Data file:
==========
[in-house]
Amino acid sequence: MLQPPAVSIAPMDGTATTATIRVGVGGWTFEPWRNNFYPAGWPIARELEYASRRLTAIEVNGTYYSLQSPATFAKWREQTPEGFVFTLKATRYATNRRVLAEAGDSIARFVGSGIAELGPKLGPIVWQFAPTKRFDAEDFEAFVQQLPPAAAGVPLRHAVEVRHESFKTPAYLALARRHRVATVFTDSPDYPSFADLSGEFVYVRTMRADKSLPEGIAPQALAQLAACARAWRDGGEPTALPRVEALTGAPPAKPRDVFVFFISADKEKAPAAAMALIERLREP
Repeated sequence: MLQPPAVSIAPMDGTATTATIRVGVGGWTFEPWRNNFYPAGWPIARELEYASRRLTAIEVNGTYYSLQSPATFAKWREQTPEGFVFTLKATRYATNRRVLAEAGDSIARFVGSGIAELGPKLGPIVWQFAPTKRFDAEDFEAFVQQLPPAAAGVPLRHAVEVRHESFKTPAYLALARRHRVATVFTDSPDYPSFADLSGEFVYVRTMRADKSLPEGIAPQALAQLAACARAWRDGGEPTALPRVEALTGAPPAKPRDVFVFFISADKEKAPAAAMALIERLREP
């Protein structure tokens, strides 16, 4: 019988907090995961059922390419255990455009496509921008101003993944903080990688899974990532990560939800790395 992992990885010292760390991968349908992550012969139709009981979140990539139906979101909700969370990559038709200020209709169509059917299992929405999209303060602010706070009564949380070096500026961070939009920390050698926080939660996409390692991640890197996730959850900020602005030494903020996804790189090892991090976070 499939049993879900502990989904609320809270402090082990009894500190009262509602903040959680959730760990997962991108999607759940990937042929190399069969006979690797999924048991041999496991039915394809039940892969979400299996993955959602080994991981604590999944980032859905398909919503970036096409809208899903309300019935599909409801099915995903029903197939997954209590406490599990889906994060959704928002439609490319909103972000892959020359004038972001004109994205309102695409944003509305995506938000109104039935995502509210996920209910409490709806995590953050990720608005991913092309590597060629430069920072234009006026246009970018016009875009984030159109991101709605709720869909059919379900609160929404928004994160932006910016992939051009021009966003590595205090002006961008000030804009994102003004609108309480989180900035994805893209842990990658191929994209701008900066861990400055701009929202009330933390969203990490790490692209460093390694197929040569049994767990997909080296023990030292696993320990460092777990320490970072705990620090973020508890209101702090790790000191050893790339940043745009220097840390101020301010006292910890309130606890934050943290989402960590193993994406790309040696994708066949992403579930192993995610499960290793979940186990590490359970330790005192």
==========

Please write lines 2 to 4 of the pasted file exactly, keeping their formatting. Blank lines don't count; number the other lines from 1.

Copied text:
Amino acid sequence: MLQPPAVSIAPMDGTATTATIRVGVGGWTFEPWRNNFYPAGWPIARELEYASRRLTAIEVNGTYYSLQSPATFAKWREQTPEGFVFTLKATRYATNRRVLAEAGDSIARFVGSGIAELGPKLGPIVWQFAPTKRFDAEDFEAFVQQLPPAAAGVPLRHAVEVRHESFKTPAYLALARRHRVATVFTDSPDYPSFADLSGEFVYVRTMRADKSLPEGIAPQALAQLAACARAWRDGGEPTALPRVEALTGAPPAKPRDVFVFFISADKEKAPAAAMALIERLREP
Repeated sequence: MLQPPAVSIAPMDGTATTATIRVGVGGWTFEPWRNNFYPAGWPIARELEYASRRLTAIEVNGTYYSLQSPATFAKWREQTPEGFVFTLKATRYATNRRVLAEAGDSIARFVGSGIAELGPKLGPIVWQFAPTKRFDAEDFEAFVQQLPPAAAGVPLRHAVEVRHESFKTPAYLALARRHRVATVFTDSPDYPSFADLSGEFVYVRTMRADKSLPEGIAPQALAQLAACARAWRDGGEPTALPRVEALTGAPPAKPRDVFVFFISADKEKAPAAAMALIERLREP
């Protein structure tokens, strides 16, 4: 019988907090995961059922390419255990455009496509921008101003993944903080990688899974990532990560939800790395 992992990885010292760390991968349908992550012969139709009981979140990539139906979101909700969370990559038709200020209709169509059917299992929405999209303060602010706070009564949380070096500026961070939009920390050698926080939660996409390692991640890197996730959850900020602005030494903020996804790189090892991090976070 499939049993879900502990989904609320809270402090082990009894500190009262509602903040959680959730760990997962991108999607759940990937042929190399069969006979690797999924048991041999496991039915394809039940892969979400299996993955959602080994991981604590999944980032859905398909919503970036096409809208899903309300019935599909409801099915995903029903197939997954209590406490599990889906994060959704928002439609490319909103972000892959020359004038972001004109994205309102695409944003509305995506938000109104039935995502509210996920209910409490709806995590953050990720608005991913092309590597060629430069920072234009006026246009970018016009875009984030159109991101709605709720869909059919379900609160929404928004994160932006910016992939051009021009966003590595205090002006961008000030804009994102003004609108309480989180900035994805893209842990990658191929994209701008900066861990400055701009929202009330933390969203990490790490692209460093390694197929040569049994767990997909080296023990030292696993320990460092777990320490970072705990620090973020508890209101702090790790000191050893790339940043745009220097840390101020301010006292910890309130606890934050943290989402960590193993994406790309040696994708066949992403579930192993995610499960290793979940186990590490359970330790005192």